If you have been following my posts on my hopes for the future of clean energy on this planet, you know that I dream of the day that we can halt our addiction to petro chemicals. I was upset with the Obama administrations decision to open the shoreline of America to off shore drilling, but I realize that it was part of a multi prong plan to make America less dependant on foreign oil.
The disaster off the coast of Louisiana, which is evidently becoming the worst oil spill in history could make the administration radically rethink its strategy. Off shore drilling is not safe and government regulations are a good thing.
But, the conservative media's attempt to portray this as Obama's Katrina is purely manipulative and cynically dishonest. It is the administration which has reacted and also revealed the true scope of this disaster. The leakage rate is 5 times the amount that BP reported.
Limbaugh,Buchanan and every other right wing hack has jumped on the bandwagon to portray this as the failure of the Obama administration.
Problem is, it's just not true. The Wall Street Journal has some interesting facts to contradict this set of Frank Luntz/Karl Rove talking points.
Halliburton is directly linked to the failure causing the spill and explosion.
In the case of the Deepwater Horizon, workers had finished pumping cement to fill the space between the pipe and the sides of the hole and had begun temporarily plugging the well with cement; it isn't known whether they had completed the plugging process before the blast.
Regulators have previously identified problems in the cementing process as a leading cause of well blowouts, in which oil and natural gas surge out of a well with explosive force. When cement develops cracks or doesn't set properly, oil and gas can escape, ultimately flowing out of control. The gas is highly combustible and prone to ignite, as it appears to have done aboard the Deepwater Horizon, which was leased by BP PLC, the British oil giant.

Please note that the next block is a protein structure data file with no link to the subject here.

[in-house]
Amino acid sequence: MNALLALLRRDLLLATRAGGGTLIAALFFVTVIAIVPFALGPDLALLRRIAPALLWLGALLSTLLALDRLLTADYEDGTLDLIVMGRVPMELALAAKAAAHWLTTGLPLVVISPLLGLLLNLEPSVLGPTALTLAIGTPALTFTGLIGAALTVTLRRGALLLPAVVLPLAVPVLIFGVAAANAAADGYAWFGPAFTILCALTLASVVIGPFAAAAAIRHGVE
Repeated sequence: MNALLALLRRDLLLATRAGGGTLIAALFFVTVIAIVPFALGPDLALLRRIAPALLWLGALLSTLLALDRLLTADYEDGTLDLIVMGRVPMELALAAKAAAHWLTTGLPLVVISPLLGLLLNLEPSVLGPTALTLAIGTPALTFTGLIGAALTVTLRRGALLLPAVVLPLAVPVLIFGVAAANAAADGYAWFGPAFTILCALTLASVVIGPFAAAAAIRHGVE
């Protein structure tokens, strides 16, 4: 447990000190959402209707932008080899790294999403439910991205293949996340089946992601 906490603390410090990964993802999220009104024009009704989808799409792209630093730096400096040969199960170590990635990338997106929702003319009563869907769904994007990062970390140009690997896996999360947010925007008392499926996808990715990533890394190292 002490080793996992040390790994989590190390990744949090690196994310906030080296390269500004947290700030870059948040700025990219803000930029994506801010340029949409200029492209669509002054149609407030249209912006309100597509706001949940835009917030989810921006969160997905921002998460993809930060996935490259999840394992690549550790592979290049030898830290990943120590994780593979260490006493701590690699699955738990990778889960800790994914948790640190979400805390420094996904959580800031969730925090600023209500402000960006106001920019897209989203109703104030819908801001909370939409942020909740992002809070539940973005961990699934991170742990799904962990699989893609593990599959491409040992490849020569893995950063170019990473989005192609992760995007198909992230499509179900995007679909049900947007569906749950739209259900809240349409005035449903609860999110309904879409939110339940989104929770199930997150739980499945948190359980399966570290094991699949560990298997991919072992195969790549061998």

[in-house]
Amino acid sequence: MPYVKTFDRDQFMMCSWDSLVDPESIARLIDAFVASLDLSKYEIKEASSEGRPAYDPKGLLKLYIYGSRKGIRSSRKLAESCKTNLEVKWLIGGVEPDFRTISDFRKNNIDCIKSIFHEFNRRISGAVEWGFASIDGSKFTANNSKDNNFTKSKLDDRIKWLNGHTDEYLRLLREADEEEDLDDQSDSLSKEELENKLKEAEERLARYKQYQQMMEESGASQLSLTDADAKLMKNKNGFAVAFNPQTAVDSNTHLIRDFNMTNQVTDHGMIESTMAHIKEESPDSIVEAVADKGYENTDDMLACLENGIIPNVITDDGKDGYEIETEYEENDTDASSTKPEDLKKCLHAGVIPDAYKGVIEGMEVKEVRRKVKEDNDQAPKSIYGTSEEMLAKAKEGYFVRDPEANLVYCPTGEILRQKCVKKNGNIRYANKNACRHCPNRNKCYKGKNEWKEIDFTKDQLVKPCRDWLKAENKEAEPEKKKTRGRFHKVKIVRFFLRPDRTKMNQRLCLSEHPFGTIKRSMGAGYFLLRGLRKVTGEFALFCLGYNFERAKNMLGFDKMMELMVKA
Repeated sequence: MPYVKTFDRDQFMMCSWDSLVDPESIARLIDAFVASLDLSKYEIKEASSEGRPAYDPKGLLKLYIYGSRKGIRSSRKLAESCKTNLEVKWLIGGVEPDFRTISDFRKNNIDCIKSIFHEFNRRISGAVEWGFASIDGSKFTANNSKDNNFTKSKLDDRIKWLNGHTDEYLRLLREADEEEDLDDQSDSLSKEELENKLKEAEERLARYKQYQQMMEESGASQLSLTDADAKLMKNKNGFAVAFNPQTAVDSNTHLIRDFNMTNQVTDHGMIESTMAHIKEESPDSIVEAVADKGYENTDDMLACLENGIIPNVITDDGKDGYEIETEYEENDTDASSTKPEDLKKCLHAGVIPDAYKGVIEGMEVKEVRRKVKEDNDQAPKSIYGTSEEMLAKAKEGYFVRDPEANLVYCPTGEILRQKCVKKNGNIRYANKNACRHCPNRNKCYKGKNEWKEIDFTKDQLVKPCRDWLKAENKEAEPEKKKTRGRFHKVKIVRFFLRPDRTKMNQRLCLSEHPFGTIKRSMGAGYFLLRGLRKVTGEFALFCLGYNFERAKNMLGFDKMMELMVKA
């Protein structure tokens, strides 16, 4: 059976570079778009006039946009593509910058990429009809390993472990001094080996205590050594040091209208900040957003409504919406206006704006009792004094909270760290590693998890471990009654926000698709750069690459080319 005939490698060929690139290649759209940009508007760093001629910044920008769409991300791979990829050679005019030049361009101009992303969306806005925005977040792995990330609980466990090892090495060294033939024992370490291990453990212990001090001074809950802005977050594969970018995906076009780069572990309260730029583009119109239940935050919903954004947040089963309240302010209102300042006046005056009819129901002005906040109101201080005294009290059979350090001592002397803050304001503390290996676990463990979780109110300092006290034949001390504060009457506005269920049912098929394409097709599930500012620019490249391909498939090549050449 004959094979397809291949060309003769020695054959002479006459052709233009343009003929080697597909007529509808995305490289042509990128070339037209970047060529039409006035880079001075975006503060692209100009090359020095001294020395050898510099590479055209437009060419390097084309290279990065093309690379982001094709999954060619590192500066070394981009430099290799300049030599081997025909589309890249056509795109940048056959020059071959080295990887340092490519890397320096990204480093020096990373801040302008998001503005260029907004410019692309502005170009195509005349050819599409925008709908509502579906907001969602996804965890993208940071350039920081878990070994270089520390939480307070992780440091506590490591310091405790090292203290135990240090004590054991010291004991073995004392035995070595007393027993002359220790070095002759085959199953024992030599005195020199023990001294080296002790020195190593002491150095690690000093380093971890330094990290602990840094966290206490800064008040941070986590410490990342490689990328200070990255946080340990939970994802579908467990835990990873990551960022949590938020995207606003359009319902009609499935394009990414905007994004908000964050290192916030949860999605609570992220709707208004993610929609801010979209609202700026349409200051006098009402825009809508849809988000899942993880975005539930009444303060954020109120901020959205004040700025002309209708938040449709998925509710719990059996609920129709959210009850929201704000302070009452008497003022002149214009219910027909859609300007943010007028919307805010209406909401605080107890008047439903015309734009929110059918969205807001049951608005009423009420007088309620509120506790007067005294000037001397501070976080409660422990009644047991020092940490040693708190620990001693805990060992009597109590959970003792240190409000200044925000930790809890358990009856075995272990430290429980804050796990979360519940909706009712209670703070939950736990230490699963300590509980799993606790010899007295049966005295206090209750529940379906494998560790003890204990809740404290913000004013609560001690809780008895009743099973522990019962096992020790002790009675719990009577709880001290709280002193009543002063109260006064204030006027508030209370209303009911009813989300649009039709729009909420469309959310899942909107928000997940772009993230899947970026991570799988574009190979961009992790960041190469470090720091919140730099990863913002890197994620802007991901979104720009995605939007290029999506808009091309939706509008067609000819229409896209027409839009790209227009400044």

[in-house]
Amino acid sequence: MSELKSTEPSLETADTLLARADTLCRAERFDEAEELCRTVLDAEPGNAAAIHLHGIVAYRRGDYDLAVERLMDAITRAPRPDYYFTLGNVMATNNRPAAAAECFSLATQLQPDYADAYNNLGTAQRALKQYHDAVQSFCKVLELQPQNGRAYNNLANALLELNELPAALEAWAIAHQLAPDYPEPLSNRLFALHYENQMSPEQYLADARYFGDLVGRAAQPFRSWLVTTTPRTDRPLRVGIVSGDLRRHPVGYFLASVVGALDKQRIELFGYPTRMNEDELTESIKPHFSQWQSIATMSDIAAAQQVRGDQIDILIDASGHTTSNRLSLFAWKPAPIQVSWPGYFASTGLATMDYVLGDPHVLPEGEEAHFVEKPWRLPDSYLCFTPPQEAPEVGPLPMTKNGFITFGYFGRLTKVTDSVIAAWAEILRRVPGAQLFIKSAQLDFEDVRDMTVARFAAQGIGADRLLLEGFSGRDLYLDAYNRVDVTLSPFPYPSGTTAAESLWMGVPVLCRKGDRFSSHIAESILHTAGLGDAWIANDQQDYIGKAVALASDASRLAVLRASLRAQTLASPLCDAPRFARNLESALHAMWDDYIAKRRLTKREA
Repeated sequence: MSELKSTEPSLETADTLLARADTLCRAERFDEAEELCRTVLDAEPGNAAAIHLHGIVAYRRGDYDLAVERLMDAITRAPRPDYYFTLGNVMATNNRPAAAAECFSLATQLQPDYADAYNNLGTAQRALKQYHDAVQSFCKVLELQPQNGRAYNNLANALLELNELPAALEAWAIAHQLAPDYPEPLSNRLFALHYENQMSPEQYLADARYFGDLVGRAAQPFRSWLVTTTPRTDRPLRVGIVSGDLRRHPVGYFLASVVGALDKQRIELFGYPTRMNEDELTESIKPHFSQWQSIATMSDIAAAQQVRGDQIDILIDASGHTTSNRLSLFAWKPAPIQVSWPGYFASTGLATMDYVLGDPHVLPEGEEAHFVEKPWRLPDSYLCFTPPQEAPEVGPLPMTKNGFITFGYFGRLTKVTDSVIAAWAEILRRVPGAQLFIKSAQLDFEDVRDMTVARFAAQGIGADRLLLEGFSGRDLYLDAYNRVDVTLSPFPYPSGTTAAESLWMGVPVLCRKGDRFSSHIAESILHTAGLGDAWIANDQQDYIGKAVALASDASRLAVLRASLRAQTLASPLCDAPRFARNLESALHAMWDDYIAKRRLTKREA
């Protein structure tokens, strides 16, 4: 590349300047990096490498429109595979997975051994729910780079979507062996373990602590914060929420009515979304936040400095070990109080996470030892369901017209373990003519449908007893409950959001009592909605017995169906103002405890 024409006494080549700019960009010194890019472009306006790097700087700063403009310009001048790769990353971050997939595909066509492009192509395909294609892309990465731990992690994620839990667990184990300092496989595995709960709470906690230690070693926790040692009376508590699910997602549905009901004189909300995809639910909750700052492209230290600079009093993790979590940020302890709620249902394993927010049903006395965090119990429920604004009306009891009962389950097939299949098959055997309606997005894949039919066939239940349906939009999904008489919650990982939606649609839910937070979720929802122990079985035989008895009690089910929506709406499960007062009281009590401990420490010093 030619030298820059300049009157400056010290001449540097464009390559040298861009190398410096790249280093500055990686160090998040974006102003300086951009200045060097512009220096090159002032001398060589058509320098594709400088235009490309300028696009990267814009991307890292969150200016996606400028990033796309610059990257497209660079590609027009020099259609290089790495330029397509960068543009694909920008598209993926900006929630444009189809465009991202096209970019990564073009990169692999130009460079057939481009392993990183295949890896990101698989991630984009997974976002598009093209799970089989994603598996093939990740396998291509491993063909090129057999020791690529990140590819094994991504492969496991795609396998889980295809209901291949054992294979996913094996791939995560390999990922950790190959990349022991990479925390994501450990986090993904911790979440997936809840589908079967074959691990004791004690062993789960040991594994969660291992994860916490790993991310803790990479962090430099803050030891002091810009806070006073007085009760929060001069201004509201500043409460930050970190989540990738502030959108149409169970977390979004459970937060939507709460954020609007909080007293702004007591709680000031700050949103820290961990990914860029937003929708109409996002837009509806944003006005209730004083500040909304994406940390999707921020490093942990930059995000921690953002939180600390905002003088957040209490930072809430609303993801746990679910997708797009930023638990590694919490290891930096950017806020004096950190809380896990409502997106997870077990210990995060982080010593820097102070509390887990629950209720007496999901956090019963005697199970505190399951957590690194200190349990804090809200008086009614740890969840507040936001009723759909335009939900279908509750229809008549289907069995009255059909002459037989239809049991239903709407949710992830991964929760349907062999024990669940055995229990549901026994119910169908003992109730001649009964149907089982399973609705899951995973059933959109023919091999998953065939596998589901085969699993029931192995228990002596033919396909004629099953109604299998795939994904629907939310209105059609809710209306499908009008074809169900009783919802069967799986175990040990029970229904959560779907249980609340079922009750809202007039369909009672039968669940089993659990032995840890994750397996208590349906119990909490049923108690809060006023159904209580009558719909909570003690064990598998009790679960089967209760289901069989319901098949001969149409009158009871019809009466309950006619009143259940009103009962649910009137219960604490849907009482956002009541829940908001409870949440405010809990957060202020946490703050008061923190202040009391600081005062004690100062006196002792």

Concerns about the cementing process—and about whether rigs have enough safeguards to prevent blowouts—raise questions about whether the industry can safely drill in deep water and whether regulators are up to the task of monitoring them.
The scrutiny on cementing will focus attention on Halliburton Co., the oilfield-services firm that was handling the cementing process on the rig, which burned and sank last week. The disaster, which killed 11, has left a gusher of oil streaming into the Gulf from a mile under the surface.
It's not the first time for Halliburton, either.
Halliburton also was the cementer on a well that suffered a big blowout last August in the Timor Sea, off Australia. The rig there caught fire and a well leaked tens of thousands of barrels of oil over 10 weeks before it was shut down. The investigation is continuing; Halliburton declined to comment on it.
Meanwhile, the devastation spreads.
Offshore, cleanup workers struggled to contain an oily sheen spreading from a well ruptured by the explosion and sinking of the Deepwater Horizon exploration platform. Coast Guard officials estimate that some 42,000 gallons of crude continue to leak into the Gulf of Mexico each day. Remote submersibles have so far failed in an effort to close the shattered well's blowout valve, which should have shut off automatically. Boom crews plan to begin burning collected oil on the Gulf's surface as early as Wednesday.
The failed blowout valve? It was manufactured by Cameron International. One look at Cameron's board should tell you all you need to know. They're all Bush/Cheney contractor cronies, here and around the world.
Offshore drilling has been put forward by the Obama administration as one prong of a multi-prong approach to ending our foreign oil dependence. With thousands of barrels of oil spilling offshore, perhaps it's time for the administration to reconsider opening more wells to companies willing to overlook consistent records of failure like Halliburton's.
Natural disasters like Katrina are devastating and unpreventable. The best we can do is be prepared to deal with the fallout. This disaster is a man-made mess engineered by corporate interests. It isn't anyone's Katrina. It's just chapter two of the war waged on our coasts by Bush, Cheney, and their gang of corporate cronies.